Friday, May 3, 2013

Writing as Metaphor, or Metaphor as Writing

At some point in a lifetime of reading and attempting to grasp the principals of story, you arrived at a vital junction.  Once you moved past the junction, there was no turning back.  The point of no return extended enough beyond literalism and straightforwardness that everything thereafter became detached from linear linking of event and into the world of metaphor.

Writers you admired more for their voice and tempo, say Frank Morrison "Mickey" Spillaine, might have foresworn any association with metaphor, but that did not stop you.  What you saw did not stop with what such writers offered.

You don't intend your own fiction to emerge as metaphor.  You once did, but you suffered for it, and yes, you can say with some assurance of accuracy that a life devoted to acquiring and developing narrative skills is of necessity a metaphor for such concepts as exploration, frustration, discovery, bewilderment.  Each of these qualities are stops along the way to another metaphor (or possibly a pathetic fallacy) called voice.

Writing does exude a personality.  You are transfixed by the sounds of voices in gathering places, how some, regardless of gender or age, irritate you while others are entrancing, often causing you twinges of envy.

Only yesterday, you were in a hospital-like venue (the Santa Barbara Surgical Center) where, for the third time in about ten years, you awaited active participation in a minor surgical procedure, the final effects of which would improve your vision from a base you considered better than adequate to a place of extraordinary new awareness of the world about you and, thus, suffused with a sense of being grateful to an almost silly degree.  Your attitude was enhanced by a mild local anaesthetic, just enough, the anesthesiologist thought, to render you comfortable.

You were.  Comfortable, that is.  Until you heard the voice or a fellow patient, likely awaiting a similar procedure.  His voice seemed raspy, querulous, weighted with the resonance of a fly caught between panes of a window.  This was the voice you heard for the next several moments. Writing about the voice causes it to echo in your memory.

Voice is a reflection of personality, of presence, of intention, of motive.  The definition is as appropriate for conversation and verbal presentation as it can be seen to relate to the written voice, exuded by writers from other centuries and landscapes.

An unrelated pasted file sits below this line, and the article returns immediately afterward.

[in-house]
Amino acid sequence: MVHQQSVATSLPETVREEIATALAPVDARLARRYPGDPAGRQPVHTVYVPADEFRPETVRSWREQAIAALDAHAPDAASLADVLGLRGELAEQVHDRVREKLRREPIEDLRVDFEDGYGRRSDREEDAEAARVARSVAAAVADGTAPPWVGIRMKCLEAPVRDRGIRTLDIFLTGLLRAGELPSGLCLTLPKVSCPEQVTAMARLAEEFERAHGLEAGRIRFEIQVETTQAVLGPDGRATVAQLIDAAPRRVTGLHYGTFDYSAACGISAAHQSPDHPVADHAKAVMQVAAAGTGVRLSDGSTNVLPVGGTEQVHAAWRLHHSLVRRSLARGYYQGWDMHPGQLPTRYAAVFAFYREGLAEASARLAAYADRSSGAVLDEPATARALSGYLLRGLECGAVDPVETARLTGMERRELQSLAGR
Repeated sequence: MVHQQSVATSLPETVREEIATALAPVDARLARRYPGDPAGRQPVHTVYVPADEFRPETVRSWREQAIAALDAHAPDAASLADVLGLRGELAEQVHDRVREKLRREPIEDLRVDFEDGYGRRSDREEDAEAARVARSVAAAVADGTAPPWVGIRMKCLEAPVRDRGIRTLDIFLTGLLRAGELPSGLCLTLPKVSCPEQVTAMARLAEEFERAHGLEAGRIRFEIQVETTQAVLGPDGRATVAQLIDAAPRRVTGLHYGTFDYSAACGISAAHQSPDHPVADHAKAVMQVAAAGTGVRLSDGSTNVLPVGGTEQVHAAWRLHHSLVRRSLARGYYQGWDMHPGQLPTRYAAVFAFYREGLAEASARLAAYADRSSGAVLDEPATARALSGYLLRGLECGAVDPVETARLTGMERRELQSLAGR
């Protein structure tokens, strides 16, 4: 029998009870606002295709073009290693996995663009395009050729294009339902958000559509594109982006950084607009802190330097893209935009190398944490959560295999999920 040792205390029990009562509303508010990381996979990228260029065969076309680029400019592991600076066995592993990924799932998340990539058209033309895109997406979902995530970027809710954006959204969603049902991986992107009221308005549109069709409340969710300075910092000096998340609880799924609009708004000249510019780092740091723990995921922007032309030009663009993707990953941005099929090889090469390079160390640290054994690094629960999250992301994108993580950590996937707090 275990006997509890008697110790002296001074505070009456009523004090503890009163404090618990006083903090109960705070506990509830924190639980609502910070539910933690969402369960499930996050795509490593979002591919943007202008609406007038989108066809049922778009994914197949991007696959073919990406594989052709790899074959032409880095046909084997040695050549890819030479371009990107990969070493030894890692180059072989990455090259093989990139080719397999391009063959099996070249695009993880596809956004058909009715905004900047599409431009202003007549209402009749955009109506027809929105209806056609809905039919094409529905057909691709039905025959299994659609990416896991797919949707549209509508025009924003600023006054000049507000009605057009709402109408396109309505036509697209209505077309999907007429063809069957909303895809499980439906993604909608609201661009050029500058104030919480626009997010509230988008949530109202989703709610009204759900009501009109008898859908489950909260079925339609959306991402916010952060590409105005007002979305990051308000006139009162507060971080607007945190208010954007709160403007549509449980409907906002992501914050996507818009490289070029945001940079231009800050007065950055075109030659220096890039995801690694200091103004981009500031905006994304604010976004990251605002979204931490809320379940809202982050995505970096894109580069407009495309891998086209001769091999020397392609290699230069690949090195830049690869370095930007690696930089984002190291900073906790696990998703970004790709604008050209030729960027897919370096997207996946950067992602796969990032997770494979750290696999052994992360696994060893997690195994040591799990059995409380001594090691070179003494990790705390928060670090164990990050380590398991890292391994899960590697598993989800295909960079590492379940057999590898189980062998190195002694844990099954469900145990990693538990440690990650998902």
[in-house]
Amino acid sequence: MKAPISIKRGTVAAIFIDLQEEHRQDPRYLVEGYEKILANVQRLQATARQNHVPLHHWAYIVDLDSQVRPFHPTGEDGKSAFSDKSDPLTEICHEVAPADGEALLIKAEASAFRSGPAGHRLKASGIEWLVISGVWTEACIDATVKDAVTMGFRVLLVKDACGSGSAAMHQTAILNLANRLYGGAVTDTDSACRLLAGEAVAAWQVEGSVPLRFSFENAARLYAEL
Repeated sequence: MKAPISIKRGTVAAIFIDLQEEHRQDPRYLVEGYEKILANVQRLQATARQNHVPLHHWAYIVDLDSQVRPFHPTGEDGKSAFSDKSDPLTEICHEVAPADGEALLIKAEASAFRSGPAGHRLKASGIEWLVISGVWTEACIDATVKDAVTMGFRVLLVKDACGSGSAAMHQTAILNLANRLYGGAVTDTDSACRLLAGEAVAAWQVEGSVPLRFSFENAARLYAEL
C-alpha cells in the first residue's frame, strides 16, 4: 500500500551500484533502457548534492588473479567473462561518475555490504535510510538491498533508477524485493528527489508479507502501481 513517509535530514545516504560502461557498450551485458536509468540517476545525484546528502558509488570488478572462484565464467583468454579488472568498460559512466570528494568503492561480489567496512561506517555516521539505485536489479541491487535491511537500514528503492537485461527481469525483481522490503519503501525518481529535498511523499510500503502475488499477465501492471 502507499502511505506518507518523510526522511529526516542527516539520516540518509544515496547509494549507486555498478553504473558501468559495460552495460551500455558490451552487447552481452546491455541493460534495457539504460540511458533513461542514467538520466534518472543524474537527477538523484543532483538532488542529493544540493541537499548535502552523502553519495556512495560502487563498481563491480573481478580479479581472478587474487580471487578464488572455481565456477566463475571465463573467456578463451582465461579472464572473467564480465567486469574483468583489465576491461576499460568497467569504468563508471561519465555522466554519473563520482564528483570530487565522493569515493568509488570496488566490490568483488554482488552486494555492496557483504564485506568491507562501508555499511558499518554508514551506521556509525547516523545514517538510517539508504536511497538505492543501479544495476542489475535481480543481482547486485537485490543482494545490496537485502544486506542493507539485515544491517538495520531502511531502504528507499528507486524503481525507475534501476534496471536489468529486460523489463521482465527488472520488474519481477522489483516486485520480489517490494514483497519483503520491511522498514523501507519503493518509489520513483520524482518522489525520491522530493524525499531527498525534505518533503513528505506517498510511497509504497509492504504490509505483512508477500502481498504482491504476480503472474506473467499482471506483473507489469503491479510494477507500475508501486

Writings about Sigmund Freud often refer to a pronouncement of his that may well be apocryphal:  "Sometimes a cigar is only a cigar."  The unspoken half of this equation is:  "Unless it is a metaphor for a phallic symbol."  Metaphor at work.  Freud may have even said metaphor at work, some of the language of psychotherapy is filled with references to Freudian symbols, metaphors for other things, metaphors for the popular metaphor of the elephant in the living room.

Some writers suggest through metaphor or more direct statement that all writing is about something oblique to the writer's intended meaning.  When you have finished a short story, you often give the text a close reading after reaching the point where you believe the material pays off by resolving some of the open notes and chords it strikes.  Aha, you tell yourself, so that was what the story was all about.  Aha, that story was a metaphor for--and then you fill in the blank with your own take on what you meant and what you'd arrived at while composing the narrative.

If you are going to talk to yourself or write stories investigating the unexplored places within the terrain of your psyche, you'd better rely on metaphor.  Persons over the age of fifty or so who talk to themselves without doing so in metaphor are targets of suspicion.  Are they street persons, turned loose without meds?  Are they conversing with imaginary individuals?

On the other hand, writers who deal with metaphor and who have conversations with various facets of themselves are seen more as explorers than aggressive panhandlers on the hustle for spare change.

A sociologist may see both groups as social outcasts.  Street persons and writers, for their part, may well conclude sociologists are guilty of moving the goalposts in the ongoing ambiguity of life.

Post a Comment